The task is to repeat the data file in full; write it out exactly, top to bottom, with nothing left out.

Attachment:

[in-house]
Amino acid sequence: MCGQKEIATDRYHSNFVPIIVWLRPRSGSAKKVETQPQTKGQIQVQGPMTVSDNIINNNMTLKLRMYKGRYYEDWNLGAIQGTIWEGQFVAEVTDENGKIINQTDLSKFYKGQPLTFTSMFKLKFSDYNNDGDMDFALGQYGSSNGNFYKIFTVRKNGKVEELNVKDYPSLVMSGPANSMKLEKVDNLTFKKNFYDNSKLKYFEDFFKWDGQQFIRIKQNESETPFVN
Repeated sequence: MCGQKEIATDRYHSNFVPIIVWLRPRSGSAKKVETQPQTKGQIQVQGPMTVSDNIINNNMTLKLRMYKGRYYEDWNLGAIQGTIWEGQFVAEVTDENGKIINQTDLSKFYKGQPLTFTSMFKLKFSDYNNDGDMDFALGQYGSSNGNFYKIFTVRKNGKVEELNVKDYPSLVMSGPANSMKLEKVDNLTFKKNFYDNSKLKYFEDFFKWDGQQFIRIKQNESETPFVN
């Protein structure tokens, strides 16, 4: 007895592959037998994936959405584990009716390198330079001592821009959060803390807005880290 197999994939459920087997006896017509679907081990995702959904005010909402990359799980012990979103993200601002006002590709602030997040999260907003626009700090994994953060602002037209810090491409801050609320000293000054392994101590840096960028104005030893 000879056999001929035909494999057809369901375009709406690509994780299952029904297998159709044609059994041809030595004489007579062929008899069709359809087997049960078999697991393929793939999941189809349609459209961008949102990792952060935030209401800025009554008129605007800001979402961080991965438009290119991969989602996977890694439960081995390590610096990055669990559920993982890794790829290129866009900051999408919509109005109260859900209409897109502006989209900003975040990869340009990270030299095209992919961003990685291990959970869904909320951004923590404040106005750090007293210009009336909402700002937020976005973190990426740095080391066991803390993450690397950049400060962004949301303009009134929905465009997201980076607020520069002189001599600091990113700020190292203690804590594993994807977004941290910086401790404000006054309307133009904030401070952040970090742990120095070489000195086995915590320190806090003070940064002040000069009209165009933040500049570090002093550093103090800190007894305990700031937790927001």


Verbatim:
[in-house]
Amino acid sequence: MCGQKEIATDRYHSNFVPIIVWLRPRSGSAKKVETQPQTKGQIQVQGPMTVSDNIINNNMTLKLRMYKGRYYEDWNLGAIQGTIWEGQFVAEVTDENGKIINQTDLSKFYKGQPLTFTSMFKLKFSDYNNDGDMDFALGQYGSSNGNFYKIFTVRKNGKVEELNVKDYPSLVMSGPANSMKLEKVDNLTFKKNFYDNSKLKYFEDFFKWDGQQFIRIKQNESETPFVN
Repeated sequence: MCGQKEIATDRYHSNFVPIIVWLRPRSGSAKKVETQPQTKGQIQVQGPMTVSDNIINNNMTLKLRMYKGRYYEDWNLGAIQGTIWEGQFVAEVTDENGKIINQTDLSKFYKGQPLTFTSMFKLKFSDYNNDGDMDFALGQYGSSNGNFYKIFTVRKNGKVEELNVKDYPSLVMSGPANSMKLEKVDNLTFKKNFYDNSKLKYFEDFFKWDGQQFIRIKQNESETPFVN
């Protein structure tokens, strides 16, 4: 007895592959037998994936959405584990009716390198330079001592821009959060803390807005880290 197999994939459920087997006896017509679907081990995702959904005010909402990359799980012990979103993200601002006002590709602030997040999260907003626009700090994994953060602002037209810090491409801050609320000293000054392994101590840096960028104005030893 000879056999001929035909494999057809369901375009709406690509994780299952029904297998159709044609059994041809030595004489007579062929008899069709359809087997049960078999697991393929793939999941189809349609459209961008949102990792952060935030209401800025009554008129605007800001979402961080991965438009290119991969989602996977890694439960081995390590610096990055669990559920993982890794790829290129866009900051999408919509109005109260859900209409897109502006989209900003975040990869340009990270030299095209992919961003990685291990959970869904909320951004923590404040106005750090007293210009009336909402700002937020976005973190990426740095080391066991803390993450690397950049400060962004949301303009009134929905465009997201980076607020520069002189001599600091990113700020190292203690804590594993994807977004941290910086401790404000006054309307133009904030401070952040970090742990120095070489000195086995915590320190806090003070940064002040000069009209165009933040500049570090002093550093103090800190007894305990700031937790927001």